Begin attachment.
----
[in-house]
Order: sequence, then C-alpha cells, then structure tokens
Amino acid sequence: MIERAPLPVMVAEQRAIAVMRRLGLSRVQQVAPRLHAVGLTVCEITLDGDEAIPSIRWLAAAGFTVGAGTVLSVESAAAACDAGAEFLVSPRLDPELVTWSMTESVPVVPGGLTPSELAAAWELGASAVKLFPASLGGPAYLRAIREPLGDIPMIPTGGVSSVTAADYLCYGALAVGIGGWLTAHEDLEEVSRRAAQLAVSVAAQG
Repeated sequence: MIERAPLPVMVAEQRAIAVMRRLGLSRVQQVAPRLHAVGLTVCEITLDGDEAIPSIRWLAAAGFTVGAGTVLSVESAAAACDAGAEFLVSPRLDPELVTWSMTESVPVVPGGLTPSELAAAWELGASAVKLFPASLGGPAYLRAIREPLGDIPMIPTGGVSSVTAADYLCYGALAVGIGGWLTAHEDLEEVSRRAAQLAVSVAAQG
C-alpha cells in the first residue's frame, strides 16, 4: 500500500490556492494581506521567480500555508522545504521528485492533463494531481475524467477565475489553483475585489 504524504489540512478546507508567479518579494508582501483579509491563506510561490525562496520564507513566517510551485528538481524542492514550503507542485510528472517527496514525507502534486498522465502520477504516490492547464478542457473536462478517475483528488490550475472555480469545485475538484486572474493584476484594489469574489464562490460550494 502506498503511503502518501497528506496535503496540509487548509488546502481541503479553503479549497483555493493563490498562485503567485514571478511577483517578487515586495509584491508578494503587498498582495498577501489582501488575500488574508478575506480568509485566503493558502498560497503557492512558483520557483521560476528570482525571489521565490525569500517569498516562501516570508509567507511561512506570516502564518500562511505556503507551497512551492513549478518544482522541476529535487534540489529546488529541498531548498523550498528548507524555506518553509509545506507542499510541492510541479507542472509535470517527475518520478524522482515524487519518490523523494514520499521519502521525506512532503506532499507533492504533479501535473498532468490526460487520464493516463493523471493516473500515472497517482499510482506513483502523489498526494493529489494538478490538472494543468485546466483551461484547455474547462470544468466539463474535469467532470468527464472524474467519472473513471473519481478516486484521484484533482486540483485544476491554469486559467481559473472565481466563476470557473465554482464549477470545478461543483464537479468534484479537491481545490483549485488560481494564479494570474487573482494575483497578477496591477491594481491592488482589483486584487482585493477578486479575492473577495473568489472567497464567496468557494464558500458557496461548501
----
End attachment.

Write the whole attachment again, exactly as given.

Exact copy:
[in-house]
Order: sequence, then C-alpha cells, then structure tokens
Amino acid sequence: MIERAPLPVMVAEQRAIAVMRRLGLSRVQQVAPRLHAVGLTVCEITLDGDEAIPSIRWLAAAGFTVGAGTVLSVESAAAACDAGAEFLVSPRLDPELVTWSMTESVPVVPGGLTPSELAAAWELGASAVKLFPASLGGPAYLRAIREPLGDIPMIPTGGVSSVTAADYLCYGALAVGIGGWLTAHEDLEEVSRRAAQLAVSVAAQG
Repeated sequence: MIERAPLPVMVAEQRAIAVMRRLGLSRVQQVAPRLHAVGLTVCEITLDGDEAIPSIRWLAAAGFTVGAGTVLSVESAAAACDAGAEFLVSPRLDPELVTWSMTESVPVVPGGLTPSELAAAWELGASAVKLFPASLGGPAYLRAIREPLGDIPMIPTGGVSSVTAADYLCYGALAVGIGGWLTAHEDLEEVSRRAAQLAVSVAAQG
C-alpha cells in the first residue's frame, strides 16, 4: 500500500490556492494581506521567480500555508522545504521528485492533463494531481475524467477565475489553483475585489 504524504489540512478546507508567479518579494508582501483579509491563506510561490525562496520564507513566517510551485528538481524542492514550503507542485510528472517527496514525507502534486498522465502520477504516490492547464478542457473536462478517475483528488490550475472555480469545485475538484486572474493584476484594489469574489464562490460550494 502506498503511503502518501497528506496535503496540509487548509488546502481541503479553503479549497483555493493563490498562485503567485514571478511577483517578487515586495509584491508578494503587498498582495498577501489582501488575500488574508478575506480568509485566503493558502498560497503557492512558483520557483521560476528570482525571489521565490525569500517569498516562501516570508509567507511561512506570516502564518500562511505556503507551497512551492513549478518544482522541476529535487534540489529546488529541498531548498523550498528548507524555506518553509509545506507542499510541492510541479507542472509535470517527475518520478524522482515524487519518490523523494514520499521519502521525506512532503506532499507533492504533479501535473498532468490526460487520464493516463493523471493516473500515472497517482499510482506513483502523489498526494493529489494538478490538472494543468485546466483551461484547455474547462470544468466539463474535469467532470468527464472524474467519472473513471473519481478516486484521484484533482486540483485544476491554469486559467481559473472565481466563476470557473465554482464549477470545478461543483464537479468534484479537491481545490483549485488560481494564479494570474487573482494575483497578477496591477491594481491592488482589483486584487482585493477578486479575492473577495473568489472567497464567496468557494464558500458557496461548501